Justus Lipsius Building
THE VICE PRESIDENT: Well, thank you, Mr. President. It’s — I’m happy to be back in Brussels. Deepening and strengthening the U.S. relationship with the European Union is one of our administration’s highest priorities, and that’s why I’m happy to be back here and happy to meet with the new EU leadership.
But, Mr. President, excuse, as we used to say when I was a U.S. senator, a point of personal privilege, you and I have been friends for a long time. I’ve admired you from the days of your roots in Solidarity when I was a young senator working very closely with Solidarity — and my admiration for the Polish people and your leadership. So it’s like — it’s seeing an old friend in a new role. And I’m delighted that you’re in this role right now.
The fact is the President is correct, Ukraine is fighting for their very survival right now. Russia continues to escalate the conflict by sending mercenaries and tanks. And as we euphemistically say in the United States, little green men, without patches (inaudible) very sophisticated special operations soldiers. And President Putin continues to call for new peace plans as his troops roll through the Ukrainian countryside, and he absolutely ignores every agreement that his country has signed in the past and he has signed recently, including at Minsk.
And so we have to stand — we, the United States and Europe as whole — has to stand with Ukraine at this moment. Ukraine needs our financial assistance and support as it pursues reforms. And even in the face — in the face — of this military onslaught, they are attempting to push forward with their reforms.
I have been in Ukraine I believe four times in the last several months, or maybe a little longer than that, and I’ve met with both the Prime Minister and the President. They are doing all in their power to keep faith with the commitments they made.
But this is a moment where the United States and Europe must stand together — stand firm. Russia cannot be allowed to redraw the map of Europe. Because that’s exactly what they are doing.
Mr. President, you articulated an inspired vision how Europe can ensure new energy security. Again, why? Russia is using — there are sort of two new aggressive tools of foreign policy they have made into a weapon — the use of oligarchs and corruption, as well as the use of energy as a foreign policy tool and national security tool. We agree more needs to be done, and I’m looking forward to discussing this issue with you, as well.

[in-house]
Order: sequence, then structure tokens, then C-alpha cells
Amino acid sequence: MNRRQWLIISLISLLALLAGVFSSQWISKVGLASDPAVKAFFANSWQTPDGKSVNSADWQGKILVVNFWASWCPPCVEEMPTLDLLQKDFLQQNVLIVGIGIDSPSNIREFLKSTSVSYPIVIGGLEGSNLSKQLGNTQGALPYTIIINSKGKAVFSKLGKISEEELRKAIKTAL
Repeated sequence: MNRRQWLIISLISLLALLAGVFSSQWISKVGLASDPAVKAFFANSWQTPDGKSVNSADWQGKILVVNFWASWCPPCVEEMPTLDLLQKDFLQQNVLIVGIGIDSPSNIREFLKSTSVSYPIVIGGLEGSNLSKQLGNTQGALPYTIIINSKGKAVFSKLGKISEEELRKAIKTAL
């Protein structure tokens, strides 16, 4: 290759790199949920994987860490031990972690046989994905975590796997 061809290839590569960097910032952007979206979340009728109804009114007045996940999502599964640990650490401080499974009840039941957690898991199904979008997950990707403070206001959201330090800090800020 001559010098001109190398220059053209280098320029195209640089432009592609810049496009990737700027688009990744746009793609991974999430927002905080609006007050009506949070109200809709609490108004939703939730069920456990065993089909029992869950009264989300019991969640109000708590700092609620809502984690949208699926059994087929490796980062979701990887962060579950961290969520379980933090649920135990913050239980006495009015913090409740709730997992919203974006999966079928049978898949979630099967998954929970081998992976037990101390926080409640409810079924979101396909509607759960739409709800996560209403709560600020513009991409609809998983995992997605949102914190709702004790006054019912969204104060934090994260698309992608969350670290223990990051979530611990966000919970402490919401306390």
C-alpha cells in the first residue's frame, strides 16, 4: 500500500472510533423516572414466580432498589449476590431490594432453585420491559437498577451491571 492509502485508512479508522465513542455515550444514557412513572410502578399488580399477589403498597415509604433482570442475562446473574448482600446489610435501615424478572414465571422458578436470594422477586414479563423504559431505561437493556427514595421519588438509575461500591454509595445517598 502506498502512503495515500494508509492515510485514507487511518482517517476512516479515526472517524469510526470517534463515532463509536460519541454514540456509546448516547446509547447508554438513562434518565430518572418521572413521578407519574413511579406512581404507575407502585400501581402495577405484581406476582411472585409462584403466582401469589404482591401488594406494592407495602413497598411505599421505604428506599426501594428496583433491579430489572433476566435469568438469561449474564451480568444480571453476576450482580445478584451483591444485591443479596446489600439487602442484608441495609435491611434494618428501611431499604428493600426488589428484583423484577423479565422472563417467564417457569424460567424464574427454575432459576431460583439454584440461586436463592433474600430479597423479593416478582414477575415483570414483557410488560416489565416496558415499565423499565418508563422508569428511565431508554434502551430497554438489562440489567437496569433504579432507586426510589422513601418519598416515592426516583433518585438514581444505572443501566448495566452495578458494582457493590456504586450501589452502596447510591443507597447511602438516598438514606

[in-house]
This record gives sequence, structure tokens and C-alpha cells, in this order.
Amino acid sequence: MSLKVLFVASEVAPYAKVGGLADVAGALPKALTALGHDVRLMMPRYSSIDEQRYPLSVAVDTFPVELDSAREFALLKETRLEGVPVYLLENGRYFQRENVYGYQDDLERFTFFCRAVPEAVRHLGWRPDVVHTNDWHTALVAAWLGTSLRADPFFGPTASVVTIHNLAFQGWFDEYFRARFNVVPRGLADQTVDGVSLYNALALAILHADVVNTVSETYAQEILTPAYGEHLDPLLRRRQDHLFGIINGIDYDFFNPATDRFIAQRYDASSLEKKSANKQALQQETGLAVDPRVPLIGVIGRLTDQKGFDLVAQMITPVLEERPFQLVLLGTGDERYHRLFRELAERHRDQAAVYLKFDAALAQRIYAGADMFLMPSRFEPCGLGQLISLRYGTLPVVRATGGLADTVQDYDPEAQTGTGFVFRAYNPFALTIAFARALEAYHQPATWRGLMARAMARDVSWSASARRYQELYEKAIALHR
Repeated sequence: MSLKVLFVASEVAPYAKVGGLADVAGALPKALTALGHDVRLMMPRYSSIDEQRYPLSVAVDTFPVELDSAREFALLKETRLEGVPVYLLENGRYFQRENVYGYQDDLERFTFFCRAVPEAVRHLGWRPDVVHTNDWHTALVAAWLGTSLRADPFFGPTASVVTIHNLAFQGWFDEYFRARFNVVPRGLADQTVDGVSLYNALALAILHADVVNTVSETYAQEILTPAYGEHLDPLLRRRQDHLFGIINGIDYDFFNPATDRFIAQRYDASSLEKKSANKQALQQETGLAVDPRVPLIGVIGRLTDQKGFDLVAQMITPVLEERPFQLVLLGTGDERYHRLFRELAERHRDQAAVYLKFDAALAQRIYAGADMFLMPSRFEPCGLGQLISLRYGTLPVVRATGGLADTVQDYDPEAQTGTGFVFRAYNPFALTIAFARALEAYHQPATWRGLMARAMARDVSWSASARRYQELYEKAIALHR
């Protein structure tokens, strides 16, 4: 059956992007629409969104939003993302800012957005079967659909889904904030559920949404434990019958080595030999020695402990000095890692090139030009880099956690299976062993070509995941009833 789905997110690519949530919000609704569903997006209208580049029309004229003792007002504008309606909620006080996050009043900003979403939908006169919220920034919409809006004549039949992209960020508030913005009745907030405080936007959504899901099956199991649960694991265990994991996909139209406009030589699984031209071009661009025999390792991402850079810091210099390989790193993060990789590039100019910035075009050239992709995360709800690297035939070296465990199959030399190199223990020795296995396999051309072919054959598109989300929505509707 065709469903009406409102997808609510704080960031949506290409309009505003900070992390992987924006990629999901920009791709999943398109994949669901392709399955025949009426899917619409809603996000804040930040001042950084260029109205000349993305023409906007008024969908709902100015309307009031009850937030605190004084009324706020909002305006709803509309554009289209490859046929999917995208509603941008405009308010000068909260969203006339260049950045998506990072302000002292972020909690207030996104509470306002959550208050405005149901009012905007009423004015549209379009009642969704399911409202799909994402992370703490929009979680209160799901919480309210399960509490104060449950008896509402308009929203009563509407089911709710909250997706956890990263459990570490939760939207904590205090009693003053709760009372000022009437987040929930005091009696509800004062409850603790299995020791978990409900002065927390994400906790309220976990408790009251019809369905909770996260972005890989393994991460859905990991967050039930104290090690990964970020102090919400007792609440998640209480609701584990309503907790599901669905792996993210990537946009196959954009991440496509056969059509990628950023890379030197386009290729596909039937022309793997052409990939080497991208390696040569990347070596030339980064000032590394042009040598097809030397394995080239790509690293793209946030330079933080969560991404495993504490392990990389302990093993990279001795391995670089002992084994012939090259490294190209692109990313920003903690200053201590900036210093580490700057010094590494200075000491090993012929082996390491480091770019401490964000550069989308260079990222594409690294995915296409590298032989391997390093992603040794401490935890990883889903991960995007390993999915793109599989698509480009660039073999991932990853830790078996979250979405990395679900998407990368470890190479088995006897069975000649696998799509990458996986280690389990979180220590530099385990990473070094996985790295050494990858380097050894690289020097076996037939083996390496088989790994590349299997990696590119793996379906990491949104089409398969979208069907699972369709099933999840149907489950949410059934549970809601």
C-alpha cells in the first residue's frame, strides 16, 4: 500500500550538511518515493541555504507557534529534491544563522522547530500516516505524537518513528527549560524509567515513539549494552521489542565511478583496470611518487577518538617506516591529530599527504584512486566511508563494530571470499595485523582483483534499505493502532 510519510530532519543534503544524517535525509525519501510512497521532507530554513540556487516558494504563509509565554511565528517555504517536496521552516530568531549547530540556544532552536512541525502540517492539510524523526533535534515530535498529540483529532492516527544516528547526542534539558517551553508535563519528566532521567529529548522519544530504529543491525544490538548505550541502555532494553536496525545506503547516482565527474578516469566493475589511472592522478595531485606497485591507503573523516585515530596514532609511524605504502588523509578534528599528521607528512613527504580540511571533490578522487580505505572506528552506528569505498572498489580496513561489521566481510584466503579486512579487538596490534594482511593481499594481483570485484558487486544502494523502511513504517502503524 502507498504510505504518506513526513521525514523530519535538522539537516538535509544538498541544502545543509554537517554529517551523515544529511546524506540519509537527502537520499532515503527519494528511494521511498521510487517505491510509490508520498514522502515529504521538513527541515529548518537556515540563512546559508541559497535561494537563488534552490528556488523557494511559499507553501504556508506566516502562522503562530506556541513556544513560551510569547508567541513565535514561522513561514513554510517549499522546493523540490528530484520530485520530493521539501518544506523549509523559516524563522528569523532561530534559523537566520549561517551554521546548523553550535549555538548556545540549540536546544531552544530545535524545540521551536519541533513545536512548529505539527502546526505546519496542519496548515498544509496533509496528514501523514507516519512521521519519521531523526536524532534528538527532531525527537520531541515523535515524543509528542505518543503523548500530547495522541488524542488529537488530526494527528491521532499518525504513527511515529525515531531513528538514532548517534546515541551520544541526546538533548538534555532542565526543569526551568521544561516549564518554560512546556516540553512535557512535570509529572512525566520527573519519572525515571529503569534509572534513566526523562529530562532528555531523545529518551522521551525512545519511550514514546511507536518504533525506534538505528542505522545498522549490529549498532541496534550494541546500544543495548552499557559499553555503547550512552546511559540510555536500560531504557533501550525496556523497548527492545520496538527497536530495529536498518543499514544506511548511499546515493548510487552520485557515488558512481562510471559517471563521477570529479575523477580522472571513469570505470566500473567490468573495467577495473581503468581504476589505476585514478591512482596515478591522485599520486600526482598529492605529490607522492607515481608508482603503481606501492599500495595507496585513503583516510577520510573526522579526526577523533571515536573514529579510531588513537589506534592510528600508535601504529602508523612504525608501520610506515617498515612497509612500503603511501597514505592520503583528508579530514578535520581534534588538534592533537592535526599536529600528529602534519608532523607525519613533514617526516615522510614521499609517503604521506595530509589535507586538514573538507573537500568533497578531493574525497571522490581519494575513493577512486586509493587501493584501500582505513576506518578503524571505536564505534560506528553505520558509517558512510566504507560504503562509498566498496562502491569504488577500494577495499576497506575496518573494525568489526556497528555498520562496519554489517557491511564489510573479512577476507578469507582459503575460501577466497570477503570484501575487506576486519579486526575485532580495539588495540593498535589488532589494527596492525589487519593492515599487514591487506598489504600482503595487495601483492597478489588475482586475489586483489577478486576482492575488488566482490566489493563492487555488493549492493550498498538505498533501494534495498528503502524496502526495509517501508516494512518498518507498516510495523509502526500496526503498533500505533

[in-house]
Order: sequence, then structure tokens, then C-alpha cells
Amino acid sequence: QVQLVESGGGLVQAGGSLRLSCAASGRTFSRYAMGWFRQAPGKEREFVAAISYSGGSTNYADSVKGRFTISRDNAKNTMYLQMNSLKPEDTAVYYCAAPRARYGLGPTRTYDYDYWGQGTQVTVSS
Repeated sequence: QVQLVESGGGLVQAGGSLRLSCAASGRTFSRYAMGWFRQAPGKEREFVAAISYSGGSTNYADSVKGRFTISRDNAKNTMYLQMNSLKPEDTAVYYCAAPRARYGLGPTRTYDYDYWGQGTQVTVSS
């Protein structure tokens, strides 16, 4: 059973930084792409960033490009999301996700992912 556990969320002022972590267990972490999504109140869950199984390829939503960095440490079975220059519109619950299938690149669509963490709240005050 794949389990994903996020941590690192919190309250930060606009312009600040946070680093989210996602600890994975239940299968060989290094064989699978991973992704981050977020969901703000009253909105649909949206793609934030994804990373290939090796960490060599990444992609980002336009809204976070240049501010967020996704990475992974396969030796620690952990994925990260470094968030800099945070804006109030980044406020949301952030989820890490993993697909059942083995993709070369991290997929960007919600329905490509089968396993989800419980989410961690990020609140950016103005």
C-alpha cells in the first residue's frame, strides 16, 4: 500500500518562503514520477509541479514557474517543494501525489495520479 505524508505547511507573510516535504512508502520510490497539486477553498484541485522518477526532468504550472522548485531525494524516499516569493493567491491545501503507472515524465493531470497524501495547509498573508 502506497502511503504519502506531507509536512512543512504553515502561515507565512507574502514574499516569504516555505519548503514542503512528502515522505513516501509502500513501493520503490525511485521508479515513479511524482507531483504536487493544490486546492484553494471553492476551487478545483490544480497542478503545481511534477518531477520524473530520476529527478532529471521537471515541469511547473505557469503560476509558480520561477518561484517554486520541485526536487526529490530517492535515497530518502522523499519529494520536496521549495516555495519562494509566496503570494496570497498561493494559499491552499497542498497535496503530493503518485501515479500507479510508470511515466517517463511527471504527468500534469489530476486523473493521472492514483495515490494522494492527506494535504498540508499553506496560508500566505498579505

Both Europe and the United States face the threat, as you mentioned, of violent extremism -– abroad, in the form of ISIL, or as they say in the region, Daesh; and sometimes here at home. The tragic terrorist attack here in Brussels and Paris demonstrates how real that is. We Americans understand and share the pain and outrage of everything that the people of Brussels, as well as Paris have gone through in the recent past. And we’re committed to collaborating very closely with all of Europe to mitigate this threat and to protect our citizens.
And this includes fighting ISIL where we have worked with the EU and member states as part of a global coalition. We have to continue to degrade the group’s resources, their capacity, their finances; alleviate the humanitarian suffering caused by the terrorists; stop the flow of foreign terrorists, which is increasingly a problem in Europe. It’s interesting how the terrorists try and go at everything we think sacred and free. The more open the system is, the more they attempt to take advantage of it. And we cannot let them. We cannot let them change our way of life in order to defeat them, and we will not.
We also need to address the foundation of our security, and that’s our collective economic resilience and — you and I, I know, plan to discuss today ways to boost domestic demand and create jobs in Europe, as we have done in the United States, but also how we can move further and further enhance our trade and commerce for the benefit of people on both sides of the Atlantic.
And in particular, we hope (inaudible) here the efforts, as I heard today from — from others with whom I’ve met that the Greek government and its European partners are trying to work together to follow through on recent reforms and chart a course for Greece and stabilized recovery.
This year, as we work to close important trade negotiations, as you mentioned, in Asia, we also hope to make substantial progress toward an ambitious and comprehensive trade agreement here in Europe. One of the things we have to convince the American people of is that Europe is as interested in this process as we are. When I’m here I’m asked by Europeans why we seem not to be more interested, the United States. And at home I get, why is Europe not interested? We’re interested, and we know it’s very much in the interest of both continents. And working together, the U.S. and the EU are committed to breaking down and — remaining barriers to trade that have been holding us back some from achieving the full potential of what is already an incredibly robust transatlantic alliance.
And looking forward, we’re faced with a complex set of global challenges. But I’m confident that our steadfast U.S.-EU partnership and coordination is up to the challenge.
Mr. President, you’ve said, relations between Europe and the United States are the backbone of the community of democracies. We share that view 100 percent. We consider this relationship the cornerstone — the cornerstone — of our engagement with — not Europe — but the rest of the world. This is the cornerstone of the U.S.’s ability to engage fruitfully with the rest of the world.
So we have a great deal to do. And I look forward to sitting down with my old friend, Mr. President, to discuss the work ahead and maybe we can get (inaudible). Thank you.